Many doctors and medical groups, including the 140,000-member Korean Medical Association, oppose the legislation. They argue that the bill would undermine trust in doctors, violate patient privacy and discourage medical practitioners from taking risks to save lives.
Even so, an April poll by the Anti-Corruption and Civil Rights Commission showed that more than 97 percent of respondents supported the surveillance bill.
Playing By the Rules
China will ban minors from playing online video games for more than three hours per week, the latest regulation amid an ongoing government crackdown against the country’s large tech companies, the New York Post reported Monday.
The state-run Xinhua news service said that the new measure will require gamers below the age of 18 to only play between 8 p.m. and 9 p.m. on Fridays, Saturdays, Sundays and official holidays. Children will be prohibited from playing games during school days.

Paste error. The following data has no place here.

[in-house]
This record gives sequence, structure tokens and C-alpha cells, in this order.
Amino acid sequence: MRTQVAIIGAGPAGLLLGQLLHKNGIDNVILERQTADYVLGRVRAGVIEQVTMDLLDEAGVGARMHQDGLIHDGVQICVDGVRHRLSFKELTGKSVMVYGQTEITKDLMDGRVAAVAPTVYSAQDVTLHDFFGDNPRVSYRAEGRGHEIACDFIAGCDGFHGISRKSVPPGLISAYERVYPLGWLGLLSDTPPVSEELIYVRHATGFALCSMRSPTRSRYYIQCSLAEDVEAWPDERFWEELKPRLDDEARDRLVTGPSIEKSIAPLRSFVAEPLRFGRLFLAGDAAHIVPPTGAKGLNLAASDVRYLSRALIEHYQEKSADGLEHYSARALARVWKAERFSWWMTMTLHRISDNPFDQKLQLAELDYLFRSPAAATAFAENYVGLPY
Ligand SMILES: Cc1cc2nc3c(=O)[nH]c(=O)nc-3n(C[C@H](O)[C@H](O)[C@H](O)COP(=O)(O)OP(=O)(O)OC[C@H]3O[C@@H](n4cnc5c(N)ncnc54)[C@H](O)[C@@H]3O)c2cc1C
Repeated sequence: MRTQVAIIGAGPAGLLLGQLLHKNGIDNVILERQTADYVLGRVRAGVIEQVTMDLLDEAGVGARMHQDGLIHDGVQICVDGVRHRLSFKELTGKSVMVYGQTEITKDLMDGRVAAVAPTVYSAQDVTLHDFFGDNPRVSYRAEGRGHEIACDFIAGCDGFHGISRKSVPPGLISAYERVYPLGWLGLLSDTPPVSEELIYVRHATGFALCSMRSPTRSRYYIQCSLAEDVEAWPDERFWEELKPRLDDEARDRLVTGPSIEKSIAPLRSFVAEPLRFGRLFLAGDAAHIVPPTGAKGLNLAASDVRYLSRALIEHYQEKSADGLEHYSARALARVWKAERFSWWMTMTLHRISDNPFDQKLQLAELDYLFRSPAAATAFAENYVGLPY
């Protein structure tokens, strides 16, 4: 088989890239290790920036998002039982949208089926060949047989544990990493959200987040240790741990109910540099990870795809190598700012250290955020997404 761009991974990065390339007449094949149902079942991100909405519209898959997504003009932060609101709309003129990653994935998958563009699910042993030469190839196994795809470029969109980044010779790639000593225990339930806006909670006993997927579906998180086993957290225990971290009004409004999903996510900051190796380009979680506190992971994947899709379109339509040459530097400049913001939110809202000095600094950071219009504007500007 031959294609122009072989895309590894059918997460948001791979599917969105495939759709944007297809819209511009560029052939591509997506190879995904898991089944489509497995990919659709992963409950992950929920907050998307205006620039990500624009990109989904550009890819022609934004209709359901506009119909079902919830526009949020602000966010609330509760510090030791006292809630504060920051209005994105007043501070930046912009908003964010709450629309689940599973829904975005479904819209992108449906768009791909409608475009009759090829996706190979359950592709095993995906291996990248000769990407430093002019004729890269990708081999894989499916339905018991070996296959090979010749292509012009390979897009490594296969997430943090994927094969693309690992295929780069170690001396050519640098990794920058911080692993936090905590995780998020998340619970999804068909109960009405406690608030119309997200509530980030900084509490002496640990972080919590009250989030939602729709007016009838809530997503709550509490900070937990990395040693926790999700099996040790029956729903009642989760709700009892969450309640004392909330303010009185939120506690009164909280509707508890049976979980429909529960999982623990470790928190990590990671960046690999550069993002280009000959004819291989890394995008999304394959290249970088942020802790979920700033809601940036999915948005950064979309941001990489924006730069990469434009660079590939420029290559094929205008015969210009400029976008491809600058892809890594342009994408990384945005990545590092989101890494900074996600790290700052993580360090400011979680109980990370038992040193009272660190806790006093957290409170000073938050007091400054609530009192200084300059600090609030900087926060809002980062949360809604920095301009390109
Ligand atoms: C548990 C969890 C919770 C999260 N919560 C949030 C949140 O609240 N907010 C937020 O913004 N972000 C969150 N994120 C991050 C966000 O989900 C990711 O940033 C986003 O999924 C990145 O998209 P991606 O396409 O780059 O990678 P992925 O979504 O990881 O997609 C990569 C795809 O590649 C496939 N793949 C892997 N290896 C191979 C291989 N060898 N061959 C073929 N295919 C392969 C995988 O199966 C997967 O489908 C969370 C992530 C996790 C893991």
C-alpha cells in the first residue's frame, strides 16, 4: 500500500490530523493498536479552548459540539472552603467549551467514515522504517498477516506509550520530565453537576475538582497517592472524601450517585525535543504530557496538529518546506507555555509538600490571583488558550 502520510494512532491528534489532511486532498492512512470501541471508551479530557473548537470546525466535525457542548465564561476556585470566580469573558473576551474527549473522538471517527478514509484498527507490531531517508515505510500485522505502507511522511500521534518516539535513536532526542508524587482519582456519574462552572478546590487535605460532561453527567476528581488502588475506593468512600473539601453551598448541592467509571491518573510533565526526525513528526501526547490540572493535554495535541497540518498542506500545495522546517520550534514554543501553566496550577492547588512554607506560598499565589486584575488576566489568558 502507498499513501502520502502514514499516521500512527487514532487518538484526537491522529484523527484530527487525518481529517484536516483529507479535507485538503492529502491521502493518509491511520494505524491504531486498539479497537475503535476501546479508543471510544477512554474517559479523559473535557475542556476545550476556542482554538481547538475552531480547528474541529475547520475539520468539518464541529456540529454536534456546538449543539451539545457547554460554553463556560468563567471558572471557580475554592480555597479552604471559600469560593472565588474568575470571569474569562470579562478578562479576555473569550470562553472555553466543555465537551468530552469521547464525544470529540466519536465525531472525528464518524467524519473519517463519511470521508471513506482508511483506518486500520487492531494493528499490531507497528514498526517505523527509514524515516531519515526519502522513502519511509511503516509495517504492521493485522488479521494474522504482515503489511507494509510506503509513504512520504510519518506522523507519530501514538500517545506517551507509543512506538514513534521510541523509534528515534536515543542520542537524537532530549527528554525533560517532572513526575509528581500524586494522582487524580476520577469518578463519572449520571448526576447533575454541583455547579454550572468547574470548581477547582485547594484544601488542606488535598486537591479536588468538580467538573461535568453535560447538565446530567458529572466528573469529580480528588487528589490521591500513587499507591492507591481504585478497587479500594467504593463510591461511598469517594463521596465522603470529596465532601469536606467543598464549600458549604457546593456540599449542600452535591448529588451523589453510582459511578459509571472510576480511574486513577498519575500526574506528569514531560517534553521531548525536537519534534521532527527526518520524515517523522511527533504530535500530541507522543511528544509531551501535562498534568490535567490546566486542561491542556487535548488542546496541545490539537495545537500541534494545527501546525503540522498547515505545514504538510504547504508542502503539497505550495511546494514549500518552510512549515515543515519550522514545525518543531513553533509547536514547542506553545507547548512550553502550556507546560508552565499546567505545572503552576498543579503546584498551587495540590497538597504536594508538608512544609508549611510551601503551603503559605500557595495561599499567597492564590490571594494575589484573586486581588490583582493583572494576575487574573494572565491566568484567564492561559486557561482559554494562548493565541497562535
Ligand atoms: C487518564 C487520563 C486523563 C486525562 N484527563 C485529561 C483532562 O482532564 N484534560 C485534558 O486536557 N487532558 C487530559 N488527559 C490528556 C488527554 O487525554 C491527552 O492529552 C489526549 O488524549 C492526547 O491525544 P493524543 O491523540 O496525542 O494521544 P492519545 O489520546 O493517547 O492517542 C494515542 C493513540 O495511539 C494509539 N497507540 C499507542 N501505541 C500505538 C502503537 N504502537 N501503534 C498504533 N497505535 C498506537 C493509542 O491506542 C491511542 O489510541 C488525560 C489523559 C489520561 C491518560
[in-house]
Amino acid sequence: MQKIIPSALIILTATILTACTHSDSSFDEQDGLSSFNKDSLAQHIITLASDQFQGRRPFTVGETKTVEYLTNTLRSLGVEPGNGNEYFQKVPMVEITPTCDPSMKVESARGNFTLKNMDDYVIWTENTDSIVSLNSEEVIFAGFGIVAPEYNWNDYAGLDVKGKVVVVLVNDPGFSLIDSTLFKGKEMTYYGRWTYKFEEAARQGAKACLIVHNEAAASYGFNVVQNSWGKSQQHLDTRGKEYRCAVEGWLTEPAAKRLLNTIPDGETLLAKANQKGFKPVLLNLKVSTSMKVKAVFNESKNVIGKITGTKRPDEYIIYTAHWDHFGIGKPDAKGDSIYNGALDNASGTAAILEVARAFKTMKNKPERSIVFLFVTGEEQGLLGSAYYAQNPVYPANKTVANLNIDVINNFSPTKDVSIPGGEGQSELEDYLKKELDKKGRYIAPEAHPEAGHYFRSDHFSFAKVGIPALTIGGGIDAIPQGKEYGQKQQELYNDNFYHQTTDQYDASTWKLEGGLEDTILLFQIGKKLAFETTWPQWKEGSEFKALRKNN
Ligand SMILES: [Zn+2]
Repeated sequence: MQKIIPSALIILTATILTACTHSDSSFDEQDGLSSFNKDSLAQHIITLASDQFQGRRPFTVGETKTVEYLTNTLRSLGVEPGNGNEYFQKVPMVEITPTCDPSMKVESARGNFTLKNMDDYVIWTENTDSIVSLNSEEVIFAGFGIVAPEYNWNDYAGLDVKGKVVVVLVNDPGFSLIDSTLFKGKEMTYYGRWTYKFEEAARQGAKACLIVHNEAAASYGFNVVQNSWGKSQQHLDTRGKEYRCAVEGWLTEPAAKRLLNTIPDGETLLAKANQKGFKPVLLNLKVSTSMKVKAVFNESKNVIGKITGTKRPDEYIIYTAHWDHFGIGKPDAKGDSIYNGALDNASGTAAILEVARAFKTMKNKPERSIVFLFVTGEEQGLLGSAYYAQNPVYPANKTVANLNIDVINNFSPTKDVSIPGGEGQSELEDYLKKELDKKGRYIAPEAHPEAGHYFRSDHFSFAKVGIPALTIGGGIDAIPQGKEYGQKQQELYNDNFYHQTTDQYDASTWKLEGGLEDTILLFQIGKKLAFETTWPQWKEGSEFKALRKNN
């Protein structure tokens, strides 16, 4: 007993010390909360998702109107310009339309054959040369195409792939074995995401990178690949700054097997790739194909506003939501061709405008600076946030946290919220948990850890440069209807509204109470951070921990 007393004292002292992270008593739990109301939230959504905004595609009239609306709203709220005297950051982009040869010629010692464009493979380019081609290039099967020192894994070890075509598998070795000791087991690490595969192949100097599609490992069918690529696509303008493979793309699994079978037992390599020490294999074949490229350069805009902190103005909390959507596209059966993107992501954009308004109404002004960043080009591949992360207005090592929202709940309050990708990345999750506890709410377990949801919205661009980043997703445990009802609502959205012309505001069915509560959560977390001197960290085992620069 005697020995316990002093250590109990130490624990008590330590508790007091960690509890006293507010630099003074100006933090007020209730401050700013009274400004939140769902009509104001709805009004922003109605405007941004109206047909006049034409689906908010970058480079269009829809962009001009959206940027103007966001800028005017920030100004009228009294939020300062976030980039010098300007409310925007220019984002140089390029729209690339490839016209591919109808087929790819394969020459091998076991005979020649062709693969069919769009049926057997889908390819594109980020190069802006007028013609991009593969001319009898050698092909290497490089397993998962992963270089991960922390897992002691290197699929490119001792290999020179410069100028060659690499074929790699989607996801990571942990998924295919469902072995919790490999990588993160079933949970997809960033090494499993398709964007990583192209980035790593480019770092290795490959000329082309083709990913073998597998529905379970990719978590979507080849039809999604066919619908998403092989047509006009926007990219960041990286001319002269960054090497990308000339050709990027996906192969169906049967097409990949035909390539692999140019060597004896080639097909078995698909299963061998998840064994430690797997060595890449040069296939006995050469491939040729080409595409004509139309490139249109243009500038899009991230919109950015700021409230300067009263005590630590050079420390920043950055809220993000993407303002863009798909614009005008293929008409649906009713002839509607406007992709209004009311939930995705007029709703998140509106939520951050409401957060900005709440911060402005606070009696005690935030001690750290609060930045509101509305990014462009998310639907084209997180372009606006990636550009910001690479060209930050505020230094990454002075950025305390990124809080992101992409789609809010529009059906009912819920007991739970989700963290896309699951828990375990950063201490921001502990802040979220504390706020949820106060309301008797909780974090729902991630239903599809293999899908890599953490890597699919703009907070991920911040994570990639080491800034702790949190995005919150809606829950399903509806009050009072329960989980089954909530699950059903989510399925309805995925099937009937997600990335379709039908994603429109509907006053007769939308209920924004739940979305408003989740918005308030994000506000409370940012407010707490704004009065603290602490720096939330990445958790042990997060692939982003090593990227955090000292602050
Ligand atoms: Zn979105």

Under the new regulations, online game companies will need to register young players using their real identification to avoid children and teenagers from creating fake accounts.
To fight video game addiction, China imposed a rule in 2019 that would limit gaming hours for minors: Previously, gamers under the age of 18 could play 90 minutes per day on weekdays and about three hours per day on weekends and holidays.
It’s unclear when the new rules will take effect but the announcement comes a few weeks after Chinese state media labeled online games as “spiritual opium.” The provocative comment sent the shares of many game-makers plummeting.
Monday’s new regulations also scared investors, causing the New York-traded shares of gaming giant NetEase to fall 8.8 percent when US markets opened. Tencent, another tech giant, saw a drop of 2.5 percent.
The stricter rules are part of the Chinese government’s crackdown against multiple tech firms, including e-commerce giant Alibaba.